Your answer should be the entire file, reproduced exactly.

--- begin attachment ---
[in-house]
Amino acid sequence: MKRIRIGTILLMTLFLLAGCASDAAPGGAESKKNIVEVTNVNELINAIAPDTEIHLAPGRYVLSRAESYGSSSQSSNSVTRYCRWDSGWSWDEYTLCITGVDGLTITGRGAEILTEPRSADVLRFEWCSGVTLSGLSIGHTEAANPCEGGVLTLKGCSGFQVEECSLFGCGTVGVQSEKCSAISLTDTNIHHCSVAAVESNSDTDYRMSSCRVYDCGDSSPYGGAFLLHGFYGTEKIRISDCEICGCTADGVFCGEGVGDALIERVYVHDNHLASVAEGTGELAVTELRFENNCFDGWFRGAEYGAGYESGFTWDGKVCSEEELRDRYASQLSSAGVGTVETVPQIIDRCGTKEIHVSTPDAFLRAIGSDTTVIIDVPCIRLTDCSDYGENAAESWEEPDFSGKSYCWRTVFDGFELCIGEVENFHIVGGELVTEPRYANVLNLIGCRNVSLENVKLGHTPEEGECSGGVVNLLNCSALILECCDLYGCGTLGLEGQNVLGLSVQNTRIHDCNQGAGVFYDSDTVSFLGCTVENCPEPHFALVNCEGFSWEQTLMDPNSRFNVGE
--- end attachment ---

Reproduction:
[in-house]
Amino acid sequence: MKRIRIGTILLMTLFLLAGCASDAAPGGAESKKNIVEVTNVNELINAIAPDTEIHLAPGRYVLSRAESYGSSSQSSNSVTRYCRWDSGWSWDEYTLCITGVDGLTITGRGAEILTEPRSADVLRFEWCSGVTLSGLSIGHTEAANPCEGGVLTLKGCSGFQVEECSLFGCGTVGVQSEKCSAISLTDTNIHHCSVAAVESNSDTDYRMSSCRVYDCGDSSPYGGAFLLHGFYGTEKIRISDCEICGCTADGVFCGEGVGDALIERVYVHDNHLASVAEGTGELAVTELRFENNCFDGWFRGAEYGAGYESGFTWDGKVCSEEELRDRYASQLSSAGVGTVETVPQIIDRCGTKEIHVSTPDAFLRAIGSDTTVIIDVPCIRLTDCSDYGENAAESWEEPDFSGKSYCWRTVFDGFELCIGEVENFHIVGGELVTEPRYANVLNLIGCRNVSLENVKLGHTPEEGECSGGVVNLLNCSALILECCDLYGCGTLGLEGQNVLGLSVQNTRIHDCNQGAGVFYDSDTVSFLGCTVENCPEPHFALVNCEGFSWEQTLMDPNSRFNVGE